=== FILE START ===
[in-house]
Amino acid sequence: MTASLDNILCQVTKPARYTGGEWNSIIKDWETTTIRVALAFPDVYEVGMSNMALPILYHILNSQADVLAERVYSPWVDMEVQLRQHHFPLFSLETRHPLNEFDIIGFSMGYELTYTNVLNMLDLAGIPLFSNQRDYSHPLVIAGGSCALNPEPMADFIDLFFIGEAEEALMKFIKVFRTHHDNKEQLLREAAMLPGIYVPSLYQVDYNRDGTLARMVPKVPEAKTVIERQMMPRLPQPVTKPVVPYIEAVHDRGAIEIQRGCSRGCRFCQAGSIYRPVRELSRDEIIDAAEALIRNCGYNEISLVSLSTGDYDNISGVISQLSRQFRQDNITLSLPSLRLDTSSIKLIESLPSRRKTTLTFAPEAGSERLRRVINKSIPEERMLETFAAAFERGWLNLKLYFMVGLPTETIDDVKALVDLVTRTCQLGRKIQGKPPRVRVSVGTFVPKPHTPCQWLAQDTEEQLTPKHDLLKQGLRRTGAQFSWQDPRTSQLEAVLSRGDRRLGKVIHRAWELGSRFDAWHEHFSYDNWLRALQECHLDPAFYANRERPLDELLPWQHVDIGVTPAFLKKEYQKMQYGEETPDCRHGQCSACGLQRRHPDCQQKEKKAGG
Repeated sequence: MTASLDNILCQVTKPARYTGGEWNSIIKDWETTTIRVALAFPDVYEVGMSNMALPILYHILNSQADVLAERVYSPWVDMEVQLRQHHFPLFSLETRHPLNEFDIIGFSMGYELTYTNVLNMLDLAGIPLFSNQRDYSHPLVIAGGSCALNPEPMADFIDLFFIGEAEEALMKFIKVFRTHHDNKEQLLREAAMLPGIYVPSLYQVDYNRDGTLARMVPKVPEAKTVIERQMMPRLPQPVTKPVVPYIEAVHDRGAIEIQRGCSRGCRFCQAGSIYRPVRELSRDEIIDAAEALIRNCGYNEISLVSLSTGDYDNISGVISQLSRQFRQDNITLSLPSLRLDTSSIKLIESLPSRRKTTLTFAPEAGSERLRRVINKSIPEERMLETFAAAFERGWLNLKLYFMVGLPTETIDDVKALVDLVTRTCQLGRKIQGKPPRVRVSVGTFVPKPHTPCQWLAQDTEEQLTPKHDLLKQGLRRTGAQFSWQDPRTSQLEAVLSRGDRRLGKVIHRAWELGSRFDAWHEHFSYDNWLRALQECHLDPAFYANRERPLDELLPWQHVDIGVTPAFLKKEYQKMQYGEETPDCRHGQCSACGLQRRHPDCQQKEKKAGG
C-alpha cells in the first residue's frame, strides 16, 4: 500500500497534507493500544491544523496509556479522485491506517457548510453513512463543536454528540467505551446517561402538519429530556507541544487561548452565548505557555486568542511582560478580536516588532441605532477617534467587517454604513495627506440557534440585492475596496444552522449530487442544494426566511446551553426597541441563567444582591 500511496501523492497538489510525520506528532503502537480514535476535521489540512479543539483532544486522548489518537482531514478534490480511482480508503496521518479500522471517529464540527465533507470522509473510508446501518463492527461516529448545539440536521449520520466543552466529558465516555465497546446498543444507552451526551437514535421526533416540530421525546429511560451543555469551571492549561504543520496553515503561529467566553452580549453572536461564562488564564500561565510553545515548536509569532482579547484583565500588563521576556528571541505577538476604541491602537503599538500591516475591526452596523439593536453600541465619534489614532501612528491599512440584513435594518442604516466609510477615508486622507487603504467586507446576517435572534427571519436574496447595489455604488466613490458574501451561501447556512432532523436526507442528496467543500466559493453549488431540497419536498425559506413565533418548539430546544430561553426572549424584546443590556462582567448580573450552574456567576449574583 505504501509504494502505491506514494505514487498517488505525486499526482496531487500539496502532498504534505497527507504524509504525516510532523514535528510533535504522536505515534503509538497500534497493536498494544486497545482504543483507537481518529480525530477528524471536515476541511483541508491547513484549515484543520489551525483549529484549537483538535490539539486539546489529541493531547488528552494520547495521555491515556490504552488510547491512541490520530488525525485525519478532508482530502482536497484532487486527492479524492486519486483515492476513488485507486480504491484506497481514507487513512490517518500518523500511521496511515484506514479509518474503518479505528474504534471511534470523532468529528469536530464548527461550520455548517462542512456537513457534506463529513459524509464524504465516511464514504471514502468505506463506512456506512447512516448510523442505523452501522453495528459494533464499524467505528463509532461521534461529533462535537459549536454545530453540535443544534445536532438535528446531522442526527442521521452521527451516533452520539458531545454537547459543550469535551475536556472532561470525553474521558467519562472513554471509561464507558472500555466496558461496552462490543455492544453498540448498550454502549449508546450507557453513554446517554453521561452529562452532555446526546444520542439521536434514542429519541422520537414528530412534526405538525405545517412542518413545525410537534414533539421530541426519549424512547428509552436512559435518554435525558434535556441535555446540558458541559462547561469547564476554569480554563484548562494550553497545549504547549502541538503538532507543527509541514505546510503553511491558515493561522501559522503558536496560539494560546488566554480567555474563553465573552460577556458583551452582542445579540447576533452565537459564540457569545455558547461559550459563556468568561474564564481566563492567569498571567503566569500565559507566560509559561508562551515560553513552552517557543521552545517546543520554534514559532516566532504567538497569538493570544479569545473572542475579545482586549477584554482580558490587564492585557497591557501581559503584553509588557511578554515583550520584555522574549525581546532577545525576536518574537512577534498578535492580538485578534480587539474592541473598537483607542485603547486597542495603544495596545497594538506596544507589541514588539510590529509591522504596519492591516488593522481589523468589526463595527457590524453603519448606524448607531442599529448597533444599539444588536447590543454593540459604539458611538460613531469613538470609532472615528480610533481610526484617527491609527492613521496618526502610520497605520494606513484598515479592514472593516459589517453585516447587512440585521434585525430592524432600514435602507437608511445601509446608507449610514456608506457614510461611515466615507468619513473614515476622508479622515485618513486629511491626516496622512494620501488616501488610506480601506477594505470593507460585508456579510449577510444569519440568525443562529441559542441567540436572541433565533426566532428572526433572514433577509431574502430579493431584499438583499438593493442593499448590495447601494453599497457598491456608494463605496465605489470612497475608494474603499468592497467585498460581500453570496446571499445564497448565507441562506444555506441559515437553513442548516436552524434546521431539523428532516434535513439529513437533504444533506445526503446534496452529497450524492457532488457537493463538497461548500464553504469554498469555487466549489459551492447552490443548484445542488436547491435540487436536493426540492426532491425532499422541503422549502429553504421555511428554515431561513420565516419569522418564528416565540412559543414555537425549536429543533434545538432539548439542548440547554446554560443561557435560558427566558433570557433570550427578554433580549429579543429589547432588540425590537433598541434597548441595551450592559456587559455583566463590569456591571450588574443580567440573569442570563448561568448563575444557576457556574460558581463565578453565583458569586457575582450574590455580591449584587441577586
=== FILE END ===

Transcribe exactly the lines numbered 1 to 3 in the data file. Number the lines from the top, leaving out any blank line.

[in-house]
Amino acid sequence: MTASLDNILCQVTKPARYTGGEWNSIIKDWETTTIRVALAFPDVYEVGMSNMALPILYHILNSQADVLAERVYSPWVDMEVQLRQHHFPLFSLETRHPLNEFDIIGFSMGYELTYTNVLNMLDLAGIPLFSNQRDYSHPLVIAGGSCALNPEPMADFIDLFFIGEAEEALMKFIKVFRTHHDNKEQLLREAAMLPGIYVPSLYQVDYNRDGTLARMVPKVPEAKTVIERQMMPRLPQPVTKPVVPYIEAVHDRGAIEIQRGCSRGCRFCQAGSIYRPVRELSRDEIIDAAEALIRNCGYNEISLVSLSTGDYDNISGVISQLSRQFRQDNITLSLPSLRLDTSSIKLIESLPSRRKTTLTFAPEAGSERLRRVINKSIPEERMLETFAAAFERGWLNLKLYFMVGLPTETIDDVKALVDLVTRTCQLGRKIQGKPPRVRVSVGTFVPKPHTPCQWLAQDTEEQLTPKHDLLKQGLRRTGAQFSWQDPRTSQLEAVLSRGDRRLGKVIHRAWELGSRFDAWHEHFSYDNWLRALQECHLDPAFYANRERPLDELLPWQHVDIGVTPAFLKKEYQKMQYGEETPDCRHGQCSACGLQRRHPDCQQKEKKAGG
Repeated sequence: MTASLDNILCQVTKPARYTGGEWNSIIKDWETTTIRVALAFPDVYEVGMSNMALPILYHILNSQADVLAERVYSPWVDMEVQLRQHHFPLFSLETRHPLNEFDIIGFSMGYELTYTNVLNMLDLAGIPLFSNQRDYSHPLVIAGGSCALNPEPMADFIDLFFIGEAEEALMKFIKVFRTHHDNKEQLLREAAMLPGIYVPSLYQVDYNRDGTLARMVPKVPEAKTVIERQMMPRLPQPVTKPVVPYIEAVHDRGAIEIQRGCSRGCRFCQAGSIYRPVRELSRDEIIDAAEALIRNCGYNEISLVSLSTGDYDNISGVISQLSRQFRQDNITLSLPSLRLDTSSIKLIESLPSRRKTTLTFAPEAGSERLRRVINKSIPEERMLETFAAAFERGWLNLKLYFMVGLPTETIDDVKALVDLVTRTCQLGRKIQGKPPRVRVSVGTFVPKPHTPCQWLAQDTEEQLTPKHDLLKQGLRRTGAQFSWQDPRTSQLEAVLSRGDRRLGKVIHRAWELGSRFDAWHEHFSYDNWLRALQECHLDPAFYANRERPLDELLPWQHVDIGVTPAFLKKEYQKMQYGEETPDCRHGQCSACGLQRRHPDCQQKEKKAGG